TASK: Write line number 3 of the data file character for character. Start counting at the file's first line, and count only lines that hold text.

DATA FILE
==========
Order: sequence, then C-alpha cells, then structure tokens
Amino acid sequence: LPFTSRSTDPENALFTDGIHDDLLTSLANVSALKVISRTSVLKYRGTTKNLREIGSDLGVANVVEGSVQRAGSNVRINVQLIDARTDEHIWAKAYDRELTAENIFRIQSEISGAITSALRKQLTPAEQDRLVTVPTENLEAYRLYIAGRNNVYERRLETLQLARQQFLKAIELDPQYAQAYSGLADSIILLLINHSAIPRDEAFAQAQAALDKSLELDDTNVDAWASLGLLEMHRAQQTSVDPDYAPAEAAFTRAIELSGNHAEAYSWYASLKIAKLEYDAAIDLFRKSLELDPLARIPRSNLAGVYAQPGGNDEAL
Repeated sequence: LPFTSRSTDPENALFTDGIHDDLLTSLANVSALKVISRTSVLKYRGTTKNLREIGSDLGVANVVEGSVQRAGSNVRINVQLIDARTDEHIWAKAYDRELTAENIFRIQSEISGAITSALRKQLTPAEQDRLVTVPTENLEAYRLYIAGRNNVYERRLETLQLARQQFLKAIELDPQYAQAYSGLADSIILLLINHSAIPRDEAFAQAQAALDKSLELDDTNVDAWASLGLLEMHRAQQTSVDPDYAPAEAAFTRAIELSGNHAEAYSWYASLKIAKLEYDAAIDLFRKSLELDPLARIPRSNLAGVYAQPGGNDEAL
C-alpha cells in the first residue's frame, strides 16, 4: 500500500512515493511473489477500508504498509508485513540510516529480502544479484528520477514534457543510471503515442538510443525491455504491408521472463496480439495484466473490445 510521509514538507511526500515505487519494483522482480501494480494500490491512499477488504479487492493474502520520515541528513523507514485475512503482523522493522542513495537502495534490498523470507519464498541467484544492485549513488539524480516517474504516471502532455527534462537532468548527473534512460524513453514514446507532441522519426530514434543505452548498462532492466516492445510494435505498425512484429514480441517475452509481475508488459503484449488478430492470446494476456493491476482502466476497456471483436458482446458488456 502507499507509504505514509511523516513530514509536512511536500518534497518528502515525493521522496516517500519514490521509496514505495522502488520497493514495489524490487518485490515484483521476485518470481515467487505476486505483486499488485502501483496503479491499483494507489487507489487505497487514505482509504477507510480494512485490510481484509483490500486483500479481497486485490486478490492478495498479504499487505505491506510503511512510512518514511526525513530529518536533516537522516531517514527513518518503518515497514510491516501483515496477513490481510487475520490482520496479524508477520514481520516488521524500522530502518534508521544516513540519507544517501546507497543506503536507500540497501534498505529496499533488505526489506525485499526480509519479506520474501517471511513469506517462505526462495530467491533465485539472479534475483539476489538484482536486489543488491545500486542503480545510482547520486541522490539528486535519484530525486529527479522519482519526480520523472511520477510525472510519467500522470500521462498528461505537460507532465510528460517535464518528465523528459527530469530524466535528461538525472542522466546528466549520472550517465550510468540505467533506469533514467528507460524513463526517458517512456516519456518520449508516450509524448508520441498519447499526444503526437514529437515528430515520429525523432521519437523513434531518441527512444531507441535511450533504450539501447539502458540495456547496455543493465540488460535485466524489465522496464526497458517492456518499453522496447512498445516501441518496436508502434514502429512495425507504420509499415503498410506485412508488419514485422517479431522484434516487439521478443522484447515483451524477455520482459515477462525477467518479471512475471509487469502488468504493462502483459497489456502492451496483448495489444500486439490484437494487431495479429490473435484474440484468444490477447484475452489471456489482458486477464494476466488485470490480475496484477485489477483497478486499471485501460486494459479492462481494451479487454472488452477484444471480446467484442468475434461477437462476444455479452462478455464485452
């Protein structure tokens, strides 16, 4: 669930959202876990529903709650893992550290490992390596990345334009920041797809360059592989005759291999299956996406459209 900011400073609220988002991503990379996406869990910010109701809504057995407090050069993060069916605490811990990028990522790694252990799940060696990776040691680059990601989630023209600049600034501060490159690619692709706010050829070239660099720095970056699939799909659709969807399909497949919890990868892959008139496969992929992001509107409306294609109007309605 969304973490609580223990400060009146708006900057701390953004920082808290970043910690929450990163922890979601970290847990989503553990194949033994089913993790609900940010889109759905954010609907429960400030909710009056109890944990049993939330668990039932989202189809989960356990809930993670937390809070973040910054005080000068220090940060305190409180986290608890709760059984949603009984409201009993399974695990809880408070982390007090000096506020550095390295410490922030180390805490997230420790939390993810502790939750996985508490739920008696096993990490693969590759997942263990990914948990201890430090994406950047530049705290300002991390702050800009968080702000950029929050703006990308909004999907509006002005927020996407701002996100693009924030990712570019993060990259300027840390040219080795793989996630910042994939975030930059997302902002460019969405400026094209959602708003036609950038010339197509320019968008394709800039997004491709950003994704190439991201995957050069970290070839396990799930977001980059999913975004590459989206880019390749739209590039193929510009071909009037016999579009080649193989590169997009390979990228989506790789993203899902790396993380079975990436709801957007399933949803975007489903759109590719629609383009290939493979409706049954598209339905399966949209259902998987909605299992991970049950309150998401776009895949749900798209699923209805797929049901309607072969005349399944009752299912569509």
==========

Repeated sequence: LPFTSRSTDPENALFTDGIHDDLLTSLANVSALKVISRTSVLKYRGTTKNLREIGSDLGVANVVEGSVQRAGSNVRINVQLIDARTDEHIWAKAYDRELTAENIFRIQSEISGAITSALRKQLTPAEQDRLVTVPTENLEAYRLYIAGRNNVYERRLETLQLARQQFLKAIELDPQYAQAYSGLADSIILLLINHSAIPRDEAFAQAQAALDKSLELDDTNVDAWASLGLLEMHRAQQTSVDPDYAPAEAAFTRAIELSGNHAEAYSWYASLKIAKLEYDAAIDLFRKSLELDPLARIPRSNLAGVYAQPGGNDEAL